Solar and wind power is doing great, but let’s also unders…

Addressing the need for power in Africa is not an issue up for debate. It is a given we urgently need electricity in our growing cities up to the furthest villages.

The more pertinent issue is how sustainable the available electricity options are as the continent seeks to industrialise and raise its development indices improving the lives of her people.

One of the available options is nuclear energy, of which an item featured in this newspaper wondered whether nuclear power for Africa makes sense (The News Times, May 27, 2018).

Its main thrust was that the cost of electricity generation from solar photovoltaic and wind technologies has come down so dramatically that it already costs less than power produced by nuclear plants.

Renewable energy, it argues, is therefore set to become even cheaper. This should portend good news if one considers that nuclear power supposedly also produces very inexpensive electricity, now set to become even cheaper with the new power technologies.

Therefore, aside from the exorbitant cost of setting up a nuclear plant and the environmental threats many conservationists decry, why should African countries consider it – especially given that South Africa, the only country on the continent operating a nuclear power plant, has shelved its nuclear plans on affordability grounds despite its economic might?

It poses a valid point. But if the issue is cost, not to mention the promise of cleaner version of the nuclear technology in the horizon, some doubt has, nevertheless, been cast about whether solar and wind energy is cheap at all.

A 2013 paper titled, “The Market Value of Variable Renewables: The Effect of Solar and Wind Power Variability on their Relative Price” by young German economist finds that the economic value of wind and solar declines significantly as the two sources contribute a larger supply on the electricity grid.

This is not to contradict the impact of the cheap, small-scale solar power panels changing rural lives in Africa with affordable electricity from a household rooftop.

The issue the paper raises is of large-scale power generation from the two renewable sources transmitted through a national grid. It finds in them inherent unreliability, as both solar and wind produce too much energy when electricity is not needed, and not enough when needed.

This means that solar and wind require supplementary sources of power – i.e., natural gas plants, hydro-electric dams, batteries, etc, which should be on the ready at a moment’s notice to start producing electricity when the wind stops blowing and the sun stops shining.

Using models in the more developed Western countries it has already correctly predicted a decline of as much as 40 per cent on the economic value of wind on the grid in some of the European countries, and a decline of up to 50 per cent on solar. This makes the paper worth noting.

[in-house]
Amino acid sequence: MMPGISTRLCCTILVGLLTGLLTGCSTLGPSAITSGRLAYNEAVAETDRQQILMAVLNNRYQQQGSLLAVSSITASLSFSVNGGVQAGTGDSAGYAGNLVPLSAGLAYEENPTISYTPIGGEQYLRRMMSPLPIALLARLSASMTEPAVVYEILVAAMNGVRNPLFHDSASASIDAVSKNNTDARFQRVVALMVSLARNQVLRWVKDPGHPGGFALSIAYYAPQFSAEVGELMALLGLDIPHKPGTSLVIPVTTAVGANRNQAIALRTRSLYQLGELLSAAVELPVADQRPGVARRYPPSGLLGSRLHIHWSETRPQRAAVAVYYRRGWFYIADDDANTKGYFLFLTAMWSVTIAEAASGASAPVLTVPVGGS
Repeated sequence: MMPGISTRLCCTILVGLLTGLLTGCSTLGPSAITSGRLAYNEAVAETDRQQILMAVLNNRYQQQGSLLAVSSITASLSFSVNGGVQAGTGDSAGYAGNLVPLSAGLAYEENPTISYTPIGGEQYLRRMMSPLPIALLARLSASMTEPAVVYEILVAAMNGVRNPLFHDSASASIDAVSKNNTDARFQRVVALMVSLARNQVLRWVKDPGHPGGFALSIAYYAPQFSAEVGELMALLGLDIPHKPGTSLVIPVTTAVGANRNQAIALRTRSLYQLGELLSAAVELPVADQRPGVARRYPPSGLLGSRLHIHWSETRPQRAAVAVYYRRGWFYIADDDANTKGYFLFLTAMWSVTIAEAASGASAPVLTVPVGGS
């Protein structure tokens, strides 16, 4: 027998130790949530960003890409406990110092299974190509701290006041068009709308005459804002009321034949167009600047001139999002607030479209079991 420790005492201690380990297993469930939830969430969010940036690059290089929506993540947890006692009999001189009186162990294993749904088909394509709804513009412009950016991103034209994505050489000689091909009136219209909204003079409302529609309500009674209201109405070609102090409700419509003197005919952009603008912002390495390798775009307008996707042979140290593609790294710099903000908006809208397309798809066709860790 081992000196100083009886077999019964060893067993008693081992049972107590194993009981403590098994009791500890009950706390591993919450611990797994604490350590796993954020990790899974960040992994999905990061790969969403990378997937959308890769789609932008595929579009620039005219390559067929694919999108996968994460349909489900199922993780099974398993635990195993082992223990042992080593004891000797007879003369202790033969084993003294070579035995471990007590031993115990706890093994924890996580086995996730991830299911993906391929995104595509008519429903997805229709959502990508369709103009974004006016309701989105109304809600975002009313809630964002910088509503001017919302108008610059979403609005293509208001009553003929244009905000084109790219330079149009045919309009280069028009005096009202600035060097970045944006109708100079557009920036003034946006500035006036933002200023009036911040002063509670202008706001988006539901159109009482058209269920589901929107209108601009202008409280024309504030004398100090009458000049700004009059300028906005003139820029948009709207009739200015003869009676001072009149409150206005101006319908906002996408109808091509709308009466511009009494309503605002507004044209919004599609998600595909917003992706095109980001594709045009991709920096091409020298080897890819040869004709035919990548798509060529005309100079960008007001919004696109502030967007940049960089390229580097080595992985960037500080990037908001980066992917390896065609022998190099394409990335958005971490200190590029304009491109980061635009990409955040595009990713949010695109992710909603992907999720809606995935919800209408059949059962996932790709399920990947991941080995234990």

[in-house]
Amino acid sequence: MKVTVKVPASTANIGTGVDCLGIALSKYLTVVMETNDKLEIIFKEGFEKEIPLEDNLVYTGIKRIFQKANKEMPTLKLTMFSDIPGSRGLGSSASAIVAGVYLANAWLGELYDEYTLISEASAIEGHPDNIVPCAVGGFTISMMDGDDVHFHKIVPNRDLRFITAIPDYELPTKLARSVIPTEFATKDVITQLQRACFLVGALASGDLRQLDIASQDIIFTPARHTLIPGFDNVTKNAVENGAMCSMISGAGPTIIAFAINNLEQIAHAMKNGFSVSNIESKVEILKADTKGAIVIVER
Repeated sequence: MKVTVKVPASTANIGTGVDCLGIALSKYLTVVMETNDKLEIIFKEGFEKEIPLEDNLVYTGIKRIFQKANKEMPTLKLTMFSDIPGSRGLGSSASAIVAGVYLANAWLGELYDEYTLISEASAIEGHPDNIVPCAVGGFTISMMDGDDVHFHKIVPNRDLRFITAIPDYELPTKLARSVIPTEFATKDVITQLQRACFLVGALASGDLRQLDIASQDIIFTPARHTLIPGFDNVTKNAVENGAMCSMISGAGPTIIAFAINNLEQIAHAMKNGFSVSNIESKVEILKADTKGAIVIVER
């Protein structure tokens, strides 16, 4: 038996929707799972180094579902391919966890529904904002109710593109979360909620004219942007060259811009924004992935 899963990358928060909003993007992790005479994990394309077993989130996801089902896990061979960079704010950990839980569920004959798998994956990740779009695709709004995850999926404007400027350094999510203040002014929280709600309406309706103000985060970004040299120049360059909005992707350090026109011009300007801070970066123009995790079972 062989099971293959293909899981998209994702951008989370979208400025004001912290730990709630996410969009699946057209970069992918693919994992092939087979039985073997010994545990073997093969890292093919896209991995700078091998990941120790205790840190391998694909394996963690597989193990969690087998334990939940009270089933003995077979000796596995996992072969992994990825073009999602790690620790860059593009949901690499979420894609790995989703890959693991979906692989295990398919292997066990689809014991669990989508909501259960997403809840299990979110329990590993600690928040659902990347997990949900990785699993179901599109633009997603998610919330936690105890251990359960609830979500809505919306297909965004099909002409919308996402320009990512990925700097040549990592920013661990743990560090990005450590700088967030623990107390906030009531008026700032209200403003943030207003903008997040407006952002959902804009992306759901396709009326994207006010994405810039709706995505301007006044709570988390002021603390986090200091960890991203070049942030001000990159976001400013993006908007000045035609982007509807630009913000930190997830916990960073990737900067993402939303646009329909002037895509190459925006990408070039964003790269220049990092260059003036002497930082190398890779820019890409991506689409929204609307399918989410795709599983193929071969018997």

Therefore, while it is true the price of solar panels per watt declined by 75 per cent between 2009 and 2017, with the price of wind turbines per watt dropping by 50 per cent during the same period, it does not appear promising that the significantly reduced costs could necessarily translate for the end user on the electricity grid.

On the other hand, conventional nuclear technology, which requires strong central governments and vertically integrated utilities that build, own, and operate a plant, requires some hefty economic might.

Thus, few nations have been able to build large nuclear plants cost-effectively in recent decades, with South Africa being the only country on the continent.

The article cited above wondering whether nuclear power for Africa makes sense listed a number of countries – Egypt, Kenya, Nigeria, Sudan, Zambia and Uganda – that have reportedly concluded nuclear power memoranda of understanding with the Russian nuclear agency Rosatom.

Citing prohibitive costs, it strongly urges for caution. The most promising solution, it suggests, “seems to be through multiple small-scale power production initiatives, typically in bio-energy, solar heaters and photovoltaic modules.”

In as much as the small-scale power solutions are impacting lives in rural Africa, it may be another matter for the larger industries that require more power of which we might be caught between the nuclear concerns and the question of large scale viability of solar and wind power.

If the findings of the German paper are anything to go by, we could test its premise using our own research on local grids.

In the meantime, exploring possibilities for geothermal power and building dams for electricity generation, among other innovative solutions such as Rwanda’s methane gas initiative, remains very much on the cards.

Longer term, even as some countries around the world are cutting down on nuclear power, next-generation power technologies that include advanced nuclear reactors are currently under development and, we are informed, won’t be ready for large-scale commercialization for at least another decade or two.

Twitter: @gituram

The views expressed in this article are of the author.

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